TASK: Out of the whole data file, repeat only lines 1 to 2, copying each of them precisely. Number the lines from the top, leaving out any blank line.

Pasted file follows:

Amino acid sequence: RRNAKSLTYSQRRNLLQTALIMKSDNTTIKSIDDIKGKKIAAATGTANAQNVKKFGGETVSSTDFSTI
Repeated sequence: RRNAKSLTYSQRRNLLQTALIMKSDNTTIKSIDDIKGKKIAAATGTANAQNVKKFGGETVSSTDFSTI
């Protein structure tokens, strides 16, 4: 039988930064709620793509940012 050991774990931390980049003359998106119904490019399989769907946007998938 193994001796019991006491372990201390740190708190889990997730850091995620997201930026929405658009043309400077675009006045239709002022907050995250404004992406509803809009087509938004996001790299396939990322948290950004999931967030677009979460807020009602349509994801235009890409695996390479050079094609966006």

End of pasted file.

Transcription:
Amino acid sequence: RRNAKSLTYSQRRNLLQTALIMKSDNTTIKSIDDIKGKKIAAATGTANAQNVKKFGGETVSSTDFSTI
Repeated sequence: RRNAKSLTYSQRRNLLQTALIMKSDNTTIKSIDDIKGKKIAAATGTANAQNVKKFGGETVSSTDFSTI